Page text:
Organoids and Organ Regeneration: Cracking the Code
Beno Freedman, Ph.D., says that the human system is a "black box"—researchers have no way of knowing what's going on inside until they get in and see it up close.
That's why, Freedman says, organoids have had a profound effect on our understanding of human biology—particularly in his field, regenerative medicine.
As in vitro models that mimic in vivo conditions, stem cell organoid disease models have helped Freedman and his lab at the University of Washington create biological scenarios that could someday crack the code on organ regeneration.
"You can genome-engineer cells so that they have any type of genetic composition you want," Freedman said. "You can essentially create forms of life that don't naturally occur and use that to test out why certain genes are there."
Doing so has helped the Freedman Lab uncover new insights on the frontiers of nephrology. The team recently discovered a role for an essential pathway in human kidney development that they hadn't noticed before.
That's just one example of how organoids can help researchers crack open the black box of disease pathologies to discover possible regenerative solutions. Organoids offer promise for virtually every organ in the human system, but the kidney is especially dear to Freedman. After watching his uncle battle kidney disease, he saw the need to improve nephrology with organoid models.
Recreating a Disease in a Dish
Organoid research could change how we treat polycystic kidney disease — a common genetic disorder in which cysts interfere with kidney function. Treating the disease often requires long-term dialysis, which impairs quality of life and comes with complications.
Many people with polycystic kidney disease ultimately require an organ transplant. That's tough to hear if you're a patient. Waitlists can take years to get through, and donated organs don't last forever: Nearly half of transplanted kidneys stop working within 10 years, the National Kidney Foundation reports.
There is no cure for polycystic kidney disease. But Freedman and his lab aim to change that using organoids and high-throughput technologies.
Benjamin Freedman, Ph.D. | Assistant Professor | University of Washington School of Medicine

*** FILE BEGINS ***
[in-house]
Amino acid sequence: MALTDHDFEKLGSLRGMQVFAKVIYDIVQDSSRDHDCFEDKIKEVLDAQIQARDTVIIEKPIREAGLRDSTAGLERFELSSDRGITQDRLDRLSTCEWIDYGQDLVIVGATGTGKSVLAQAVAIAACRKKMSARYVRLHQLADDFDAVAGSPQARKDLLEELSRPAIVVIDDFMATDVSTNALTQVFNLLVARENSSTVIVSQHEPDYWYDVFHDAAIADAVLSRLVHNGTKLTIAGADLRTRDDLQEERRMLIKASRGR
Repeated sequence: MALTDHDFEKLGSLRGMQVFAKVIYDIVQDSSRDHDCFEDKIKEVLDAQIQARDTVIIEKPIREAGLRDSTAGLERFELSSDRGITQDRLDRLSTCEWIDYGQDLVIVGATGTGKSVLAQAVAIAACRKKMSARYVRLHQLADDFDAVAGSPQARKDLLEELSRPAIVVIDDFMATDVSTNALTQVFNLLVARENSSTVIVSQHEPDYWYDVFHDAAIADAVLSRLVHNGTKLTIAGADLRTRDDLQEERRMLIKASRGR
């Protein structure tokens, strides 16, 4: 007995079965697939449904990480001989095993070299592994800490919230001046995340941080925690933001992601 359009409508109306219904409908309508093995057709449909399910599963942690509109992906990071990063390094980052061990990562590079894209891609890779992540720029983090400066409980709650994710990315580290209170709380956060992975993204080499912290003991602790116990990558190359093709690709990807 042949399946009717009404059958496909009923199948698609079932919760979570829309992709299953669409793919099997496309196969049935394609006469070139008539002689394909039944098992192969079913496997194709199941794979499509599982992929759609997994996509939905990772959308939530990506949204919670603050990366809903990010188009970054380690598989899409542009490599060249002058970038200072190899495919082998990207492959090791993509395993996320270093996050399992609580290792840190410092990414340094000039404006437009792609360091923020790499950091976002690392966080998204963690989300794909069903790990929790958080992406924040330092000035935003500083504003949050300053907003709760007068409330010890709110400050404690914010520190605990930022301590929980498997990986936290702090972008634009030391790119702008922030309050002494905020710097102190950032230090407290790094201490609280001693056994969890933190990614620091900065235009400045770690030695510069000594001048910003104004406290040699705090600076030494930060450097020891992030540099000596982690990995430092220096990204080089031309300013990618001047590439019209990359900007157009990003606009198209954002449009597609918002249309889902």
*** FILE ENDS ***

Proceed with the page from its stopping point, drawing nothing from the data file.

"For many years, researchers have been limited to taking cells from patients with polycystic kidney disease and looking at them in vitro," Freedman said. "But they haven't been able to figure out what's happening with the disease because cells change when you take them out of the body. They don't recreate the disease in a dish, but organoids do. Organoids can go from being a normal organoid with tiny tubules to a cystic organoid that looks like a jellyfish swimming around because the tubule has swelled up with fluid."
Using those tiny, jellyfish-like diseased organoids, scientists can automate and run thousands of therapeutic simulations on the organoids to find the right treatment for the right patient.
"It's a game-changer," Freedman said. "Organoids are special in their ability to recreate disease in a dish at tissue scale. And what that means for regenerative medicine is that we could discover personalized therapeutics by using the petri dish as a surrogate for the patient. So before anyone would ever try the drug, we'd already know whether their tissue would respond well."
Because the cellular expansion of those organoids is essential for this type of work, extracellular matrices that contain growth factors and collagen IV—such as Corning Matrigel marix —can be particularly helpful as a scaffolding choice. Corning ultra-low attachment (ULA) plates are also very helpful for studying the polycystic kidney disease organoids.
Polycystic kidney disease organoids cultured in Ultra-Low Attachment Plates, from Cruz et al. Nature Materials, 2017.
The Holy Grail of Organ Regeneration
In the short term, using organoids in the lab achieves pharmacological objectives—that is, it helps researchers find a curative mix of therapies based on a patient's makeup. But then there's the million-dollar question: When will people not need drugs because they can just get a new organ made from their own cells?
"We're all very excited about the potential for kidney regeneration in the long term," Freedman said. "That's the holy grail for the field. We've seen that organoids have the ability to get halfway there—in terms of when you implant them in the body, there's a potential for maturation. Whether these can function and compare with existing organ transplants, the current answer is no. But if we as a culture push this idea forward, the potential of regenerative medicine as a whole is vast enough to make it a real possibility in the future."
Science and medicine are getting closer to blasting the black box wide open. We might still be decades away from organ regeneration, but organoids have helped researchers peek inside that box and bridge gaps in pathologies and therapies for a myriad of diseases. Someday, we'll do more than we ever thought possible.
"We need a 21st-century solution to kidney diseases," Freedman said. "And this type of research is critical to making it happen. Because this isn't just a dream—it's something we should all continue to work toward. If we put our minds to it and press forward with regenerative therapies, we've got a lot to be hopeful for in the years ahead."
The revolutionary potential of in vitro disease modeling with 3D cell cultures don't end at the kidneys. Discover how neural organoids, gastrointestinal organoids, and other organoid types are opening up the possibilities for personalized medicine.
Read this article at corning.com